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A Mass. lawmaker will soon propose an official state dinosaur — and you can vote for which one

Surely the most important election of the Jurassic period.

No, the famous orange dinosaur on Route 1 in Saugus is not one of the options. Lane Turner / Boston Globe

In September, we had Kennedy vs. Markey. November asked us about Question 1 and Question 2. And now, Massachusetts residents face perhaps the most important state election yet: Podokesaurus vs. Anchisaurus.

Rep. Jack Lewis, the Massachusetts Democrat who represents Ashland and part of Framingham in the state legislature, announced Monday that he will file legislation on Jan. 15 to designate an official state dinosaur for the Commonwealth. He’s seeking input from the public with a poll asking residents to choose between a pair of dinos with local connections, which he describes as “two of his oldest constituents.”

“The purpose is to explore this thing that many of us once loved, to better understand prehistoric Massachusetts, but also to help young people connect the dots between their current or previous interests and career opportunities,” Lewis told Boston.com. “And I want to make sure folks have an accessible way to understand the legislative process.”

The two Jurassic candidates, selected with the help of local paleontologists, are Podokesaurus holyokensis, a small bipedal carnivore first discovered by Mount Holyoke, and Anchisaurus polyzelus, a slightly larger long-necked herbivore found in Springfield.

“Neither are the huge animals we see in movies, neither are a household name, but they are two species that we have found in Massachusetts, found by people who lived here and worked here, and their fossil remains exist here,” Lewis said.

Podokesaurus is notable for being named by Mignon Talbot, the first woman to name and describe a dinosaur, while Anchisaurus is among the oldest dinosaur remains found in North America.

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Over 7,500 people have responded to the poll as of Tuesday afternoon, Lewis said. He implied that Podokesaurus had a comfortable lead so far thanks to an outpouring of support from the Holyoke community.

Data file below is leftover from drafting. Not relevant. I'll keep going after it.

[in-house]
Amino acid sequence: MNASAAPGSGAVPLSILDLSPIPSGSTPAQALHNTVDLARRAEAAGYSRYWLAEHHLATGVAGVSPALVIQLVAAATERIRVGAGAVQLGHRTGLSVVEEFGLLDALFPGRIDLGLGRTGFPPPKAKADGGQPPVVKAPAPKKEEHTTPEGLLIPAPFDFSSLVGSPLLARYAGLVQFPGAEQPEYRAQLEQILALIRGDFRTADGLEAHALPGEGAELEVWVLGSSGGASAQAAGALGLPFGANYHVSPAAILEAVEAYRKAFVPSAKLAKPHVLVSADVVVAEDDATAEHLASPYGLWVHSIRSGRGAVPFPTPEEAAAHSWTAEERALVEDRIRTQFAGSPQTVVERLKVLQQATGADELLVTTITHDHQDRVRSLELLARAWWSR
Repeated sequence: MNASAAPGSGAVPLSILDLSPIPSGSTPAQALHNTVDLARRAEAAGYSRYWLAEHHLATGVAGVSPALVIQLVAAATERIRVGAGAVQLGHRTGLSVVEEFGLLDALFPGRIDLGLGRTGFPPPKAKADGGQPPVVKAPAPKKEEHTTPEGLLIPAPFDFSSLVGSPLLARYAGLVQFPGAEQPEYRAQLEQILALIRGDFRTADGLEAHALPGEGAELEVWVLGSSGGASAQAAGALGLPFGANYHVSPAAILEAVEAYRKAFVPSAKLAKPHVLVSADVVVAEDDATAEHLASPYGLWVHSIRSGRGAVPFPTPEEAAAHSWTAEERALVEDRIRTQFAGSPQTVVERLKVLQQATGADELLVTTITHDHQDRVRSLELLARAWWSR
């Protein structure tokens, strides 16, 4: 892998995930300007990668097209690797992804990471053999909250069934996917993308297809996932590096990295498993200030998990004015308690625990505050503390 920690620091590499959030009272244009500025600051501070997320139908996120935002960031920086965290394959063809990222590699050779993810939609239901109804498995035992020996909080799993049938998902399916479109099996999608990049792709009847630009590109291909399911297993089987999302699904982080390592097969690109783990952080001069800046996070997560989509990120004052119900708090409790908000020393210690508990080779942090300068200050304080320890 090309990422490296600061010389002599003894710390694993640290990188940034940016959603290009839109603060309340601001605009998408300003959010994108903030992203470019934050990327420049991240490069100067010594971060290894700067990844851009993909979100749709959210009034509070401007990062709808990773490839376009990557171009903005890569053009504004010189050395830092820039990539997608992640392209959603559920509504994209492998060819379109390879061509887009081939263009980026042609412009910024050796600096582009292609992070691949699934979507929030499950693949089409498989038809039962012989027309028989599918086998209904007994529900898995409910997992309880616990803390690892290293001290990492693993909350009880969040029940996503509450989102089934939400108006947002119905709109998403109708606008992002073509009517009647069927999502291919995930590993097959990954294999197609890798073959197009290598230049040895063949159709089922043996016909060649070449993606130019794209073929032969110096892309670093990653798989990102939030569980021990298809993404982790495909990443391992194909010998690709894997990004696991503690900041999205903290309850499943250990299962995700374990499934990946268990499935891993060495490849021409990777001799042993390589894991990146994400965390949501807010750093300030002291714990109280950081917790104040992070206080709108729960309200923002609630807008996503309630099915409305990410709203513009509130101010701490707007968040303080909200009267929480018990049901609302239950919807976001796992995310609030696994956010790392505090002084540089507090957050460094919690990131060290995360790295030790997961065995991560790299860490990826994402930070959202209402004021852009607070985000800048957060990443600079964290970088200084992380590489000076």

“I’ll admit I had no idea there would be such a hunger for a bill like this,” he said. “There’s an appetite to learn more about the legislative process, but there’s something about dinosaurs that take many of us back to a simpler time in our lives.”

Lewis himself is a lifetime dinosaur enthusiast, dating back to watching “The Land Before Time” as a kid. He said he carried that childhood interest into adulthood by taking an elective class on dinosaurs and volunteering in the paleontology lab at the University of Utah and visiting dig sites in the Western U.S. and the Australian outback. He said he was inspired to file the bill while brainstorming pandemic-safe activities with the Cub Scout den he leads.

“My kids didn’t embrace dinosaurs when they were younger, so we have a joke in the family that my love of dinosaurs is probably enough for all of us,” Lewis said.

Twelve other states and Washington D.C. already have their own official dinosaurs. Colorado claims the Stegosaurus while Wyoming prefers the Triceratops.

Legislation for designating state symbols is typically put forth to educate children or appease constituents and local industries. Other Massachusetts state symbols promoted by schoolchildren are the ladybug, the cranberry, the tabby cat, the corn muffin, and the Boston cream pie.

Vote for your pick for Massachusetts’ official dinosaur here, and let us know who you voted for in our Boston.com poll below.

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